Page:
Boeing has delayed the first spaceflight of its CST-100 Starliner crew capsule — an uncrewed test mission to the International Space Station (ISS) — from next month until August at the earliest, according to Reuters.
The target date for Starliner's first crewed ISS flight has also been pushed back, from August until November, Reuters reported Wednesday (March 20), citing unnamed industry sources. One of these sources said that technical issues weren't the sole factor; scheduling issues at Starliner's launch site, Cape Canaveral Air Force Station in Florida, also contributed.
Spokespersons for Boeing and NASA declined to comment, but the NASA official said an updated launch schedule will be published next week, Reuters reported.
Boeing is developing Starliner to carry astronauts to and from the ISS, under a $4.2 billion contract the aerospace giant signed with NASA in 2014. SpaceX holds a similar commercial-crew deal, valued at $2.6 billion, to get that company's Crew Dragon capsule up and running.
Crew Dragon already has one spaceflight under its belt: Earlier this month, the SpaceX capsule aced a six-day, uncrewed demonstration mission to the ISS known as Demo-1. SpaceX plans to conduct an in-flight test of Crew Dragon's emergency-escape system soon; if all goes well with that uncrewed launch, Crew Dragon could carry two NASA astronauts to the ISS on the Demo-2 demonstration flight as early as July.
Contracted, operational missions carrying four astronauts will commence sometime after that.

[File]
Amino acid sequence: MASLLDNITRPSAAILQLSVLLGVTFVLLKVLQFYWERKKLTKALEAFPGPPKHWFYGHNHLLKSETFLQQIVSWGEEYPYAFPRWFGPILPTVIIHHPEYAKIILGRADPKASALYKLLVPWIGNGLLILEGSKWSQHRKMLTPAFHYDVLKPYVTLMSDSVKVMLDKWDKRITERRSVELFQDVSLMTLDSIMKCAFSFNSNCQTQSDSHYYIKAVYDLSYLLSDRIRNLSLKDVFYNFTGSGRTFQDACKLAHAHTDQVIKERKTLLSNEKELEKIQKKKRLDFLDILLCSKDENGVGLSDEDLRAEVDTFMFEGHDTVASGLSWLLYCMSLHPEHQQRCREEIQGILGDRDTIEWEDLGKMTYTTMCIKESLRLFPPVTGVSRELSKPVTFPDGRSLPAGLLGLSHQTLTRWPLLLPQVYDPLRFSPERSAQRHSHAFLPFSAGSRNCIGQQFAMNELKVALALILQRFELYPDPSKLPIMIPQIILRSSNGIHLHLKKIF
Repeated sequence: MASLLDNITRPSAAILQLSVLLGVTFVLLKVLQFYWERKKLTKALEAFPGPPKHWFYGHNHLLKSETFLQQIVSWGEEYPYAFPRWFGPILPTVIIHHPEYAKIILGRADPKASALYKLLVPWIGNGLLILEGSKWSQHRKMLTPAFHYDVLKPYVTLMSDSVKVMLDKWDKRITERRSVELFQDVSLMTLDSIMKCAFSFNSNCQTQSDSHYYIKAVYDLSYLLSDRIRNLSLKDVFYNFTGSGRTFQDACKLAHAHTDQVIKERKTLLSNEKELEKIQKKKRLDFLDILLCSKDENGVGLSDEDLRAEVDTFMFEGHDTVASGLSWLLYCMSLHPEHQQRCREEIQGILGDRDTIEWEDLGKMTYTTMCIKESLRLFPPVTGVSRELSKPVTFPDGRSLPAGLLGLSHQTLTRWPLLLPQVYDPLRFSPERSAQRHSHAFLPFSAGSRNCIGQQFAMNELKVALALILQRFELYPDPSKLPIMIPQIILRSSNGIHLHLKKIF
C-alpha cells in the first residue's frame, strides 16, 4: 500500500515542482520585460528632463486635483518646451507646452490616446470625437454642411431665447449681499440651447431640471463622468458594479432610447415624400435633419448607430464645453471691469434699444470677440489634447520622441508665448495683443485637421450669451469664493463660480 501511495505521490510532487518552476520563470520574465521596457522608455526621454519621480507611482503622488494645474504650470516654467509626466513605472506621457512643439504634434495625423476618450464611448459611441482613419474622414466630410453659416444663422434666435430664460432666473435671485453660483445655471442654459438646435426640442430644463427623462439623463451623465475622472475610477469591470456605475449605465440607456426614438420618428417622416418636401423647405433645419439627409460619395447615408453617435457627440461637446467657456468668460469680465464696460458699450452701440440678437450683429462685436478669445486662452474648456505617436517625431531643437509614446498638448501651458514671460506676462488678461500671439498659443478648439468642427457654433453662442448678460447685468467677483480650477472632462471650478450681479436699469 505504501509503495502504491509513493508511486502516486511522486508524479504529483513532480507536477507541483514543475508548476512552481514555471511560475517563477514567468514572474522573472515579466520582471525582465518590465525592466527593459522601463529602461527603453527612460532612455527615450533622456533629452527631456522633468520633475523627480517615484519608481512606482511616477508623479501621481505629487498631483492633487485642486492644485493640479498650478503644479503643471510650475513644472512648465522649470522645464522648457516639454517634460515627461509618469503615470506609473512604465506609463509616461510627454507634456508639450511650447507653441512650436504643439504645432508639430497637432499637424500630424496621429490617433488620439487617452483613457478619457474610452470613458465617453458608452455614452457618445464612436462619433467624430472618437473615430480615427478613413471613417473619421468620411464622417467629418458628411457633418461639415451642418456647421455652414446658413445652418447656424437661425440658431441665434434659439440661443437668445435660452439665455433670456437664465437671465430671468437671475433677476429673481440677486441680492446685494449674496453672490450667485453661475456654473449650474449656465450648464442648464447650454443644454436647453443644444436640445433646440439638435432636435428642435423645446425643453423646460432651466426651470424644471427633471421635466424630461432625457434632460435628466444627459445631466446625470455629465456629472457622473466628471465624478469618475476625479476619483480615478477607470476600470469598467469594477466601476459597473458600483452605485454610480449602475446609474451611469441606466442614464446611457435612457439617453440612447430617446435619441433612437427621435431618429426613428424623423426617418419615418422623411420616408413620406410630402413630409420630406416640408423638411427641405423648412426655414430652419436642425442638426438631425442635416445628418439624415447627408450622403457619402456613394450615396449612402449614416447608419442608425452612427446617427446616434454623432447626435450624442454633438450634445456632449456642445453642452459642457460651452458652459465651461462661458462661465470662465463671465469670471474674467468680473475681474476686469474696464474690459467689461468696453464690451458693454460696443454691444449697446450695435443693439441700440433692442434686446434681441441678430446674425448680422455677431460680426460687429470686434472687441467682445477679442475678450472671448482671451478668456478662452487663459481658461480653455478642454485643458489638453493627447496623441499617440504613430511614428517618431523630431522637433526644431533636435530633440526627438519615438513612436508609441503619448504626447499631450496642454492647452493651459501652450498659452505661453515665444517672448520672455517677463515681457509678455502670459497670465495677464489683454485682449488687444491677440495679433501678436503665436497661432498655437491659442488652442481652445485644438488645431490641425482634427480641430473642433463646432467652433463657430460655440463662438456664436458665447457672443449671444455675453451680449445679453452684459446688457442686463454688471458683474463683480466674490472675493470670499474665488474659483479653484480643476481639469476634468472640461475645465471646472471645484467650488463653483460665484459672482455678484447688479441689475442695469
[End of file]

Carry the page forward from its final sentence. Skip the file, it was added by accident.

NASA signed the commercial-crew deals with Boeing and SpaceX to bring orbital human spaceflight back to U.S. soil. The nation has been without this capability since July 2011, when NASA retired its space shuttle fleet after 30 years of service.
Ever since then, NASA has depended on Russian Soyuz rockets and spacecraft to ferry U.S. astronauts to and from the ISS. A seat aboard the three-person Soyuz spacecraft currently costs about $80 million.
- Boeing CST-100 Starliner: Next-Generation Spaceship
- Russia's Crewed Soyuz Space Capsule Explained (Infographic)
- SpaceX's Dragon V2 Manned Spacecraft: How It Works (Infographic)
Mike Wall's book about the search for alien life, "Out There" (Grand Central Publishing, 2018; illustrated by Karl Tate), is out now. Follow him on Twitter @michaeldwall. Follow us on Twitter @Spacedotcom or Facebook.
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Michael Wall is a Senior Space Writer with Space.com and joined the team in 2010. He primarily covers exoplanets, spaceflight and military space, but has been known to dabble in the space art beat. His book about the search for alien life, "Out There," was published on Nov. 13, 2018. Before becoming a science writer, Michael worked as a herpetologist and wildlife biologist. He has a Ph.D. in evolutionary biology from the University of Sydney, Australia, a bachelor's degree from the University of Arizona, and a graduate certificate in science writing from the University of California, Santa Cruz. To find out what his latest project is, you can follow Michael on Twitter.